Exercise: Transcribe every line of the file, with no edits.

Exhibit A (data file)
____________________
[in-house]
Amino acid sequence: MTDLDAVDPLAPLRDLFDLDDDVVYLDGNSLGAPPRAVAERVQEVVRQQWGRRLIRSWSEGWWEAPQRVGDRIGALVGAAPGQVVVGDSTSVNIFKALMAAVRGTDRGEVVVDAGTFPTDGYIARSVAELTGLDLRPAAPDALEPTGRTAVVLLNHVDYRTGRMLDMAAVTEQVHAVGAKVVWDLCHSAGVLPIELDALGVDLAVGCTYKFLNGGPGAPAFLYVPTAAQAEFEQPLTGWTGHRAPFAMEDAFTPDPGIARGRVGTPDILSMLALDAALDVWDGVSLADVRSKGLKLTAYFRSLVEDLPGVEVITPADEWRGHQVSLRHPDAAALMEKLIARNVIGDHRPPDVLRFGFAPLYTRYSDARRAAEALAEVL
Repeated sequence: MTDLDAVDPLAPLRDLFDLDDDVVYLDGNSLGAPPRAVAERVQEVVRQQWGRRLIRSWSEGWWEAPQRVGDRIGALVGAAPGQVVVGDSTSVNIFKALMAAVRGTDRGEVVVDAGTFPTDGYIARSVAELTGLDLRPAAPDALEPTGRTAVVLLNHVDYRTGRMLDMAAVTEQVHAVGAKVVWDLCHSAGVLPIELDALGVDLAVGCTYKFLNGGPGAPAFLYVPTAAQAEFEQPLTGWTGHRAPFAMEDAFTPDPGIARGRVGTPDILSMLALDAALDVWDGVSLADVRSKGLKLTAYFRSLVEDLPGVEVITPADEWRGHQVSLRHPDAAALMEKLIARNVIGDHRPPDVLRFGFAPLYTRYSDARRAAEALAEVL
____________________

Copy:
[in-house]
Amino acid sequence: MTDLDAVDPLAPLRDLFDLDDDVVYLDGNSLGAPPRAVAERVQEVVRQQWGRRLIRSWSEGWWEAPQRVGDRIGALVGAAPGQVVVGDSTSVNIFKALMAAVRGTDRGEVVVDAGTFPTDGYIARSVAELTGLDLRPAAPDALEPTGRTAVVLLNHVDYRTGRMLDMAAVTEQVHAVGAKVVWDLCHSAGVLPIELDALGVDLAVGCTYKFLNGGPGAPAFLYVPTAAQAEFEQPLTGWTGHRAPFAMEDAFTPDPGIARGRVGTPDILSMLALDAALDVWDGVSLADVRSKGLKLTAYFRSLVEDLPGVEVITPADEWRGHQVSLRHPDAAALMEKLIARNVIGDHRPPDVLRFGFAPLYTRYSDARRAAEALAEVL
Repeated sequence: MTDLDAVDPLAPLRDLFDLDDDVVYLDGNSLGAPPRAVAERVQEVVRQQWGRRLIRSWSEGWWEAPQRVGDRIGALVGAAPGQVVVGDSTSVNIFKALMAAVRGTDRGEVVVDAGTFPTDGYIARSVAELTGLDLRPAAPDALEPTGRTAVVLLNHVDYRTGRMLDMAAVTEQVHAVGAKVVWDLCHSAGVLPIELDALGVDLAVGCTYKFLNGGPGAPAFLYVPTAAQAEFEQPLTGWTGHRAPFAMEDAFTPDPGIARGRVGTPDILSMLALDAALDVWDGVSLADVRSKGLKLTAYFRSLVEDLPGVEVITPADEWRGHQVSLRHPDAAALMEKLIARNVIGDHRPPDVLRFGFAPLYTRYSDARRAAEALAEVL